People of Babson: Lawrence P. Ward

Lawrence P. Ward
Vice President for Learner Success and Dean of Campus Life Lawrence P. Ward recently was recognized with a pair of prestigious honors.

This has been a rewarding month amid a challenging year for Vice President for Learner Success and Dean of Campus Life Lawrence P. Ward.

In the expanded leadership role he assumed in July, Ward has been at the forefront of Babson College’s accelerated integration of academic and student life, as well as its ongoing response to the COVID-19 pandemic. And, in a year of social unrest in response to ongoing and systemic racial injustice, he has had to navigate the tumultuous events both personally and professionally.

The hard work, long hours, and perseverance during stressful times, though, haven’t gone unnoticed. In November, Ward was recognized with a pair of prestigious honors. He was named one of the 2021 Pillars of the Profession by the National Association of Student Personnel Administrators (NASPA), and he was named one of the 50 Most Influential Business People of Color in the Newton-Needham MetroWest region by the Newton-Needham Regional Chamber of Commerce.

The Q&A

How would you characterize the Babson community, especially the students, as everyone has navigated the challenges of the pandemic?

“I’m really impressed with how this community has responded to the challenges associated with the pandemic. We’ve asked a lot of our students because that’s what it takes to maintain operations during a public health crisis—focus, intensity, discipline, sacrifice, selflessness, a healthy sense of perspective and good humor. By and large, our students have responded really well for two fundamental reasons. First, they genuinely want to be at Babson and have been willing to adjust, and second, they care about this community and have bought into the shared responsibility of keeping each other safe. I’ve also really been heartened by our faculty and the depth of thought and energy that they’ve put into being responsive to students across modalities and across time zones to really deliver excellence in the learning experience in spite of the pandemic. Finally, I think that Babson as an institution has been especially well-suited for this moment, as an institution that believes in innovation and problem solving and tackling the world’s most pressing problems through our approach to entrepreneurship. If not Babson, then who? I think in this fall semester we’ve really demonstrated that. So, I’m impressed and thankful for this community.”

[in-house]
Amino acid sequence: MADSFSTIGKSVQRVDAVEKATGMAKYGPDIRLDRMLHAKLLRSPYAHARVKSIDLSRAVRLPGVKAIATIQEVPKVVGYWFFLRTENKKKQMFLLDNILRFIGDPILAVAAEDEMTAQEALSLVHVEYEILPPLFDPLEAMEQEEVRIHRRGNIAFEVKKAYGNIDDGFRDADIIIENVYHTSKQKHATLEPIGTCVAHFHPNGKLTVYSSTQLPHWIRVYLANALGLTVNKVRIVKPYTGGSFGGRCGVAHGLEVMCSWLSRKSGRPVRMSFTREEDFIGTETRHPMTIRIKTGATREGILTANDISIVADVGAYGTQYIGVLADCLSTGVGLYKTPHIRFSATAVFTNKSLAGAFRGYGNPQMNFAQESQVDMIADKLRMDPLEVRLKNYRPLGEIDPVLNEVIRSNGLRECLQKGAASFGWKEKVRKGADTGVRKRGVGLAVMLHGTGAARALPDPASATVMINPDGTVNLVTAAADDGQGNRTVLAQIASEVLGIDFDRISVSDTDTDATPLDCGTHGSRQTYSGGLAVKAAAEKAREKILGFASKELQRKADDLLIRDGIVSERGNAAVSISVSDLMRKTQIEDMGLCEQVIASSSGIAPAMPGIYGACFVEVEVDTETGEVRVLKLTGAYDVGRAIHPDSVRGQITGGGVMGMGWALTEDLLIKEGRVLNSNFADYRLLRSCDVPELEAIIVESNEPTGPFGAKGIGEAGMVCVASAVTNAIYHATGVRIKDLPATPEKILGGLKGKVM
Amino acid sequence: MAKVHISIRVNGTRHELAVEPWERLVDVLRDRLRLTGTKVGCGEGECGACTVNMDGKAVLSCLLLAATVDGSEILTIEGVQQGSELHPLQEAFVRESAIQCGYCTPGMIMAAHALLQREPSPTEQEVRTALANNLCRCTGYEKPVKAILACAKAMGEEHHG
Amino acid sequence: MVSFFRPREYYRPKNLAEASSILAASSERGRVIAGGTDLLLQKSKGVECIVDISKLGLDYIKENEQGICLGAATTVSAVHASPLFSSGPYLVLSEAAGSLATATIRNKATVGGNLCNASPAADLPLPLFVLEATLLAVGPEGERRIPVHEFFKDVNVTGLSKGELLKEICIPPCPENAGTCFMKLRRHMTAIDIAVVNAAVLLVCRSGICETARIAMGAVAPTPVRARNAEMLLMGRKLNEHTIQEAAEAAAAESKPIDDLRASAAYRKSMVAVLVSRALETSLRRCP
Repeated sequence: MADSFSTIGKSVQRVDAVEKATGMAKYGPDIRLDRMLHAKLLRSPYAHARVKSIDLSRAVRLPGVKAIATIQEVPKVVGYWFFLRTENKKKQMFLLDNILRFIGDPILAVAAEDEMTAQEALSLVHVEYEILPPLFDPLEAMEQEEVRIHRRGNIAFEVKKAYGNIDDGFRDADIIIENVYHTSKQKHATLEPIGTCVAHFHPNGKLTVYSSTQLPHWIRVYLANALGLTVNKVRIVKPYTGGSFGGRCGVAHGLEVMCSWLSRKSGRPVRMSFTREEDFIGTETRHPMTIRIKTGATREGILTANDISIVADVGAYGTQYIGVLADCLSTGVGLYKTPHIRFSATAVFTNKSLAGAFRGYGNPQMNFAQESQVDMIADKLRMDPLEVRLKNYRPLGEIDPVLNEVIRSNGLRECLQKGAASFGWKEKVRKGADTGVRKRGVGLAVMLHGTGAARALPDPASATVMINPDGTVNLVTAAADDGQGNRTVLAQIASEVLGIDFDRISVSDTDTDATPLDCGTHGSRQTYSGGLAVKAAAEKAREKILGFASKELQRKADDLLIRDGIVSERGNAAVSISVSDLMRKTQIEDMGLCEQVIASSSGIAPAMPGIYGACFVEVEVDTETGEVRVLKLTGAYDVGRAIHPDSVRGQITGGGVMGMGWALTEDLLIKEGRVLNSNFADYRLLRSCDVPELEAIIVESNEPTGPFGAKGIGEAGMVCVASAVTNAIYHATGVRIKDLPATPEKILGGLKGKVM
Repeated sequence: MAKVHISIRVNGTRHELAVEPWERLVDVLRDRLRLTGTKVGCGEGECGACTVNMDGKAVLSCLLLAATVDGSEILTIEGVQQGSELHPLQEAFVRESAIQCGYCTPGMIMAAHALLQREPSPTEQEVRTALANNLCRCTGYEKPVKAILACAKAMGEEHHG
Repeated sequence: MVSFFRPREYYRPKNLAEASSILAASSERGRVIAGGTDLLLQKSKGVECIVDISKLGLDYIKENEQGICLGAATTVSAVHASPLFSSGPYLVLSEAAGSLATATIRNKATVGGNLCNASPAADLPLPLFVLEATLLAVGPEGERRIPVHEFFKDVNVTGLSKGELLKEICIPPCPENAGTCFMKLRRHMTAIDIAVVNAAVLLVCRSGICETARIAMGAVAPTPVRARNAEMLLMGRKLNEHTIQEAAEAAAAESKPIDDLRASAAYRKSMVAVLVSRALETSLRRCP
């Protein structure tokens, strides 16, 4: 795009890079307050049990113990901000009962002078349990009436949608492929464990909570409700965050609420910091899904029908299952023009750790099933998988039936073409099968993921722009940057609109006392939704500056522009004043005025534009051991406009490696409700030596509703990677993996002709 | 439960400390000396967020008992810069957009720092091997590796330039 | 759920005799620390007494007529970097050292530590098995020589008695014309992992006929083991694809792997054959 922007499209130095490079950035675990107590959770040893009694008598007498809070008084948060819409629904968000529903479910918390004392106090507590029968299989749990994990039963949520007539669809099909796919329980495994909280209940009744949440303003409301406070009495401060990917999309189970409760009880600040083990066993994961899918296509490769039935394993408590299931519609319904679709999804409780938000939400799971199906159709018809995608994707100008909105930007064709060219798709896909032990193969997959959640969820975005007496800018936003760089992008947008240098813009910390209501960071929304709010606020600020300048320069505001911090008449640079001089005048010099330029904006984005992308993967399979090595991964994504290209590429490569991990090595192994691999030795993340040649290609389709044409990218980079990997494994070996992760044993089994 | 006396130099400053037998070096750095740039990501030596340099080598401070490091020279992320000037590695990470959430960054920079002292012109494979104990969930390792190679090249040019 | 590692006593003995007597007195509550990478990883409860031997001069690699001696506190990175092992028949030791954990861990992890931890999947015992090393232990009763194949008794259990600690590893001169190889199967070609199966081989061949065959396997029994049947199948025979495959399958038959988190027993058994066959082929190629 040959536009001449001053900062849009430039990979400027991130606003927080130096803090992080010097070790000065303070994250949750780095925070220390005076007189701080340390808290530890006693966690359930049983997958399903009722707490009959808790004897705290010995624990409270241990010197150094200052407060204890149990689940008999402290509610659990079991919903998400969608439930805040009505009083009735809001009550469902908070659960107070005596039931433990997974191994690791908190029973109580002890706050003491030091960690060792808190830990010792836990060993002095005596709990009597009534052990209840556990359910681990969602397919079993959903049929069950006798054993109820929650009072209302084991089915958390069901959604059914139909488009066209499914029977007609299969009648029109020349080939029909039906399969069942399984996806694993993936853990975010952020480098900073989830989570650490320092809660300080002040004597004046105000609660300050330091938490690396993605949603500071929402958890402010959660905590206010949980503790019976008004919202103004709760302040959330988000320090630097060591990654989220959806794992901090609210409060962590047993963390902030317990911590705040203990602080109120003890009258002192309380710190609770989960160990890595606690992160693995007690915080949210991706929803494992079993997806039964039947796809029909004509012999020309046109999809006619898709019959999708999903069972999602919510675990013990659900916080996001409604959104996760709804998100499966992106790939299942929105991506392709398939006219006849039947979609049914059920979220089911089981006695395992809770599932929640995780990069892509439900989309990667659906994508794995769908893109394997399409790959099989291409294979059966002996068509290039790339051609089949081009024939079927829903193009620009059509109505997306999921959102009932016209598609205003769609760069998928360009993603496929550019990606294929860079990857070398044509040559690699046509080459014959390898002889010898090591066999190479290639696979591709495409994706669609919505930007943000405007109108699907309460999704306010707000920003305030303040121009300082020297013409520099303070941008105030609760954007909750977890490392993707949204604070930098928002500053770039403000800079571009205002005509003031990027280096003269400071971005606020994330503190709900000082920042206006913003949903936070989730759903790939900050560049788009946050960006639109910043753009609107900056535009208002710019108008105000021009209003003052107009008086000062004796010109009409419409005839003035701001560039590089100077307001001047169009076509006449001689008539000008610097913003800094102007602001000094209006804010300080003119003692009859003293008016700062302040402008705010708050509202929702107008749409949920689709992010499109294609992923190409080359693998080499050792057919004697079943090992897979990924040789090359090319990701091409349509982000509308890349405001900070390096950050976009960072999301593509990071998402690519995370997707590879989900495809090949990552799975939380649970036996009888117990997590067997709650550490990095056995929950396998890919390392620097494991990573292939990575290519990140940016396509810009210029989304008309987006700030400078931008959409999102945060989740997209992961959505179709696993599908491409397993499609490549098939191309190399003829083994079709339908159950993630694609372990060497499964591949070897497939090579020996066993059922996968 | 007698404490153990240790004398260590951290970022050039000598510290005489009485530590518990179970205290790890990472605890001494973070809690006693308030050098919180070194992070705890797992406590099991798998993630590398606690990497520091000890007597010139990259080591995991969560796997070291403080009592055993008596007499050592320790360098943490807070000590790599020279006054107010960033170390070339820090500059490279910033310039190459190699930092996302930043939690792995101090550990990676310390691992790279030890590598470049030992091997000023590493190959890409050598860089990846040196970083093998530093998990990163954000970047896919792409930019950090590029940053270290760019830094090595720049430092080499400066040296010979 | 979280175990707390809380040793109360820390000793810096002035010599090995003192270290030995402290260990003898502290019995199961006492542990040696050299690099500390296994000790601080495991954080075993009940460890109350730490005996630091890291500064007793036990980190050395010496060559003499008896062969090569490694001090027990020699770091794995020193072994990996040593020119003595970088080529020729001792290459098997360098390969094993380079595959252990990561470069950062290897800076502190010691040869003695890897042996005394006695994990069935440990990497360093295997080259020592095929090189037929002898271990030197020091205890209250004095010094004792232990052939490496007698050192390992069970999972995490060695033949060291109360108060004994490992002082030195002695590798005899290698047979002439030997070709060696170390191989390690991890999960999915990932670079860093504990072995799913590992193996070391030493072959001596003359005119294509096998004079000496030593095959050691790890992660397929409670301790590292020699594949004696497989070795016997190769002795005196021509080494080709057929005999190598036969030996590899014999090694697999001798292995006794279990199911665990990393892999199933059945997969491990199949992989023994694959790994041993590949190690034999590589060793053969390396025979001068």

On top of everything else, you’ve taken on a new role on campus this semester to help integrate academic and student life. What have you enjoyed the most about your new role?

“I’ve spent much more time engaged directly with our faculty during the past six months than at any other point in my tenure at Babson. For as much as COVID-19 is a disruptive force, it has proven to be even more of an accelerant. It has accelerated the need for more consistent and careful collaboration among the academic, student, and campus life elements of the Babson experience. The nature of my expanded leadership role has often placed me squarely at the intersection of so many campus constituencies, including faculty, students, staff, families, governance, local community members, and others. As exhausting as it may be at times, I really enjoy complex decision making, problem solving, and working across different perspectives to move us forward. What I’ve enjoyed the most is that the new role has allowed me to bring my entire leadership skill set and personal competencies to bear on this extraordinary moment in the College’s history.”


“In my career, I’ve only tried consciously to do three things: one, speak truth to power; two, give voice to those who have no voice; and three, be of service to others.”
Lawrence P. Ward

You’ve recently been recognized with a pair of prestigious honors. What do those distinctions mean to you, and how do they reflect your work on campus?